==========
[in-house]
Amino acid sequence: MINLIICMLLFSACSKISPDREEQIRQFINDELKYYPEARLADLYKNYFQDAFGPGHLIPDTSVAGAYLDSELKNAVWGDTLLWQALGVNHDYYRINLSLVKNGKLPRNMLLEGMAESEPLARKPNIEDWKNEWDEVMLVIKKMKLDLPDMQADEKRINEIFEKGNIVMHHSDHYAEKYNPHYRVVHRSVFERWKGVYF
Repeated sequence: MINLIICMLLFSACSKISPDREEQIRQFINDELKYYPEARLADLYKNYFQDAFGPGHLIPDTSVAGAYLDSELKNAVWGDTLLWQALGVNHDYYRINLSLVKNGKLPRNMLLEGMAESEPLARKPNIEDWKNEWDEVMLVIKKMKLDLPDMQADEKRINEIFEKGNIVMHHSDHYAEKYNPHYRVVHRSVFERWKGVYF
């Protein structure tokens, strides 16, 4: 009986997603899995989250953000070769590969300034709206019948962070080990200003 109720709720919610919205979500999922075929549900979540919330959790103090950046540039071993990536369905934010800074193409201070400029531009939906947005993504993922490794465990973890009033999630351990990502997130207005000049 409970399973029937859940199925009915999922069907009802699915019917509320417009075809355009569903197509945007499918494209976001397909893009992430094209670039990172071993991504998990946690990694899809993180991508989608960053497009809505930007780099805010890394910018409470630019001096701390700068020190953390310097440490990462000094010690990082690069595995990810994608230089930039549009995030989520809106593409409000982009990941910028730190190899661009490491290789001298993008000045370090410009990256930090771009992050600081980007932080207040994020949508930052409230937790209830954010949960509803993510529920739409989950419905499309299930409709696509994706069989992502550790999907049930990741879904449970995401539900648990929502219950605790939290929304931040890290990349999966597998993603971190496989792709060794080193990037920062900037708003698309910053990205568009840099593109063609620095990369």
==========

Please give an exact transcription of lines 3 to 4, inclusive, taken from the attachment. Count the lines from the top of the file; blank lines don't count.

Repeated sequence: MINLIICMLLFSACSKISPDREEQIRQFINDELKYYPEARLADLYKNYFQDAFGPGHLIPDTSVAGAYLDSELKNAVWGDTLLWQALGVNHDYYRINLSLVKNGKLPRNMLLEGMAESEPLARKPNIEDWKNEWDEVMLVIKKMKLDLPDMQADEKRINEIFEKGNIVMHHSDHYAEKYNPHYRVVHRSVFERWKGVYF
């Protein structure tokens, strides 16, 4: 009986997603899995989250953000070769590969300034709206019948962070080990200003 109720709720919610919205979500999922075929549900979540919330959790103090950046540039071993990536369905934010800074193409201070400029531009939906947005993504993922490794465990973890009033999630351990990502997130207005000049 409970399973029937859940199925009915999922069907009802699915019917509320417009075809355009569903197509945007499918494209976001397909893009992430094209670039990172071993991504998990946690990694899809993180991508989608960053497009809505930007780099805010890394910018409470630019001096701390700068020190953390310097440490990462000094010690990082690069595995990810994608230089930039549009995030989520809106593409409000982009990941910028730190190899661009490491290789001298993008000045370090410009990256930090771009992050600081980007932080207040994020949508930052409230937790209830954010949960509803993510529920739409989950419905499309299930409709696509994706069989992502550790999907049930990741879904449970995401539900648990929502219950605790939290929304931040890290990349999966597998993603971190496989792709060794080193990037920062900037708003698309910053990205568009840099593109063609620095990369």